Institutional Research Information Service
UCL Logo
Please report any queries concerning the funding data grouped in the sections named "Externally Awarded" or "Internally Disbursed" (shown on the profile page) to your Research Finance Administrator. Your can find your Research Finance Administrator at https://www.ucl.ac.uk/finance/research/rs-contacts.php by entering your department
Please report any queries concerning the student data shown on the profile page to:

Email: portico-services@ucl.ac.uk

Help Desk: http://www.ucl.ac.uk/ras/portico/helpdesk
 More search options
Prof Rachel Batterham
Rayne Building
5 University Street
Prof Rachel Batterham profile picture
  • Professor of Obesity, Diabetes & Endocrinology
  • Experimental & Translational Medicine
  • Div of Medicine
  • Faculty of Medical Sciences
Research Summary

Complex interrelated neuronal circuits have developed in the mammalian brain to regulate many aspects of feeding behaviour. An increased understanding of how peripheral energy signals act upon these circuits to regulate food intake is essential for effective treatment of the current obesity crisis. We employ an holistic approach from molecular mechanisms to whole animal physiology and assessment of behaviour. Our approaches include in vitro cell line studies, quantitative gene expression analysis, neuroanatomical mapping studies, generation of tissue specific knock out mice and studies in healthy volunteers and obese patients.

We have shown that the gut hormone peptide YY (PYY) regulates feeding behaviour in rodents and humans and identified that the neuropeptide Y2 receptor is crucial for the anorectic effects of PYY. By generating mice-lacking PYY we have shown that this hormone plays a crucial role in the regulation of body weight. Moreover, we have shown that infusion of PYY reduces food intake in obese human subjects. More recently using fMRI in healthy male volunteers we have shown that PYY modulates neuronal activity within both homeostatic (hypothalamic and brainstem) and hedonic (orbitofrontal cortex) brain regions. We are currently investigating how whole brain circuits involved in homeostasis and reward respond to different stimuli depending on the nutritional status of the animal (fasted/fed/normal weight, obese).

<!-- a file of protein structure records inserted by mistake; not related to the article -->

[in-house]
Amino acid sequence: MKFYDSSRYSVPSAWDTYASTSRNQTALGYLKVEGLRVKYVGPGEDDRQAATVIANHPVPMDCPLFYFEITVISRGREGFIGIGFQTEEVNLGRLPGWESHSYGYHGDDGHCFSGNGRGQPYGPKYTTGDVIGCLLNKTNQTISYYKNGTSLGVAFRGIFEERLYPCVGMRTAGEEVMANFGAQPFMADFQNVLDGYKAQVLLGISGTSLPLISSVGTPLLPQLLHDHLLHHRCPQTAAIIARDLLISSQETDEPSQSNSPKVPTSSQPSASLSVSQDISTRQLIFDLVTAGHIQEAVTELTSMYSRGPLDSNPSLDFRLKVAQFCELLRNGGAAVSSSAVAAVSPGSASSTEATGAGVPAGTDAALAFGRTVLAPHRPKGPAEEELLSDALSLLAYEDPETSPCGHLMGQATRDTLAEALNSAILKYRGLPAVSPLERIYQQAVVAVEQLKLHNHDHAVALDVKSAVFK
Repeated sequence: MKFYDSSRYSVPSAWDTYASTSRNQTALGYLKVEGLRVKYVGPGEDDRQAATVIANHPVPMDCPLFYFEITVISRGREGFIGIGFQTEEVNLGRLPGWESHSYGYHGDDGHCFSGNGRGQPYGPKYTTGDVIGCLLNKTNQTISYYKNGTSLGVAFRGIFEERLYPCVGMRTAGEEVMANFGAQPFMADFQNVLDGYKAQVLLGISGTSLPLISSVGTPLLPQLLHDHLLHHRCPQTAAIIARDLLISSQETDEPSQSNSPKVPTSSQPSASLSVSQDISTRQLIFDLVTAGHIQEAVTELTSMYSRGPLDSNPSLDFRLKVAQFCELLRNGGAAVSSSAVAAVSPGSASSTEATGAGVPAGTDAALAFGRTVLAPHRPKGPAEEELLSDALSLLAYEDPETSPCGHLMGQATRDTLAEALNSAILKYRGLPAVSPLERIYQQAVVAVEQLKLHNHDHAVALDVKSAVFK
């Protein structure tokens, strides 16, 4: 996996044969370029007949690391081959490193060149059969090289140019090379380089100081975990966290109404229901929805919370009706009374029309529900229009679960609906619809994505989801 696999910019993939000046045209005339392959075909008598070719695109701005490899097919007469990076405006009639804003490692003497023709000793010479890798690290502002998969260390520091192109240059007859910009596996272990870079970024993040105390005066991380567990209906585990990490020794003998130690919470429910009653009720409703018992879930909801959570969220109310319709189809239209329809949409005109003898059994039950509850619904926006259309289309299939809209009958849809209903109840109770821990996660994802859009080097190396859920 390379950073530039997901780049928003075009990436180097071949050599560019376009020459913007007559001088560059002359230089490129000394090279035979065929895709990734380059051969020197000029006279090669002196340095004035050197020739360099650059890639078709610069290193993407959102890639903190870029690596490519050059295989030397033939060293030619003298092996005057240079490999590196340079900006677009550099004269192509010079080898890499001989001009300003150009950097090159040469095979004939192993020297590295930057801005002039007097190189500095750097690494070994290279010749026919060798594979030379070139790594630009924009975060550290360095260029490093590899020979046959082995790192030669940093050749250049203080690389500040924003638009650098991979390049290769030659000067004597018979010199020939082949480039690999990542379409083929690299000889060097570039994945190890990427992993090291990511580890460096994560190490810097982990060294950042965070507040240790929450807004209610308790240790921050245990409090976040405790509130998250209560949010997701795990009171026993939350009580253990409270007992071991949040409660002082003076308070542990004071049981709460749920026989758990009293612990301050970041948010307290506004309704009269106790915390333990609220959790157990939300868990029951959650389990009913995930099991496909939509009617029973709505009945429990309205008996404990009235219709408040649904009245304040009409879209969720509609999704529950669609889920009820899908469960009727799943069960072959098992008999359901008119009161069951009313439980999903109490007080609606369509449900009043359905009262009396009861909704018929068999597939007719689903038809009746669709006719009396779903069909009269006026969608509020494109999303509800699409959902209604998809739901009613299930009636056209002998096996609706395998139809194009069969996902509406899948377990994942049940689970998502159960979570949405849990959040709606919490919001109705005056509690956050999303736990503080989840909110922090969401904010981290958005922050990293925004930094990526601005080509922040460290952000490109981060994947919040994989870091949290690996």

Bariatric surgery is the most effective weight-loss treatment for morbidly obese patients ameliorating obesity co-morbidities and decreasing mortality. However, despite its widespread use, the mechanisms underlying the benefits of bariatric (weight loss) surgery are largely unknown. One of the research focuses of the group is to investigate how bariatric surgery results in marked appetite reduction and weight loss by studying the effects of this surgery (in rodents and humans) on peripheral energy signals and the neural circuits whichregulate feeding behaviour.

01-JAN-2021 Clinical Director Division of Medicine UCL, United Kingdom
Academic Background
2003   Doctor of Philosophy University of London
2002   Master of Science To be updated
1998   Member of the Royal College of Physicians Royal College of Physicians
1995   Bachelor of Medicine/Bachelor of Surgery University of London
1992   Bachelor of Science St Mary's Hospital Medical School
Some IRIS profile information is sourced from HR data as explained in our FAQ. Please report any queries concerning HR data shown on this page to hr-services@ucl.ac.uk.
University College London - Gower Street - London - WC1E 6BT Tel:+44 (0)20 7679 2000

© UCL 1999–2011

Search by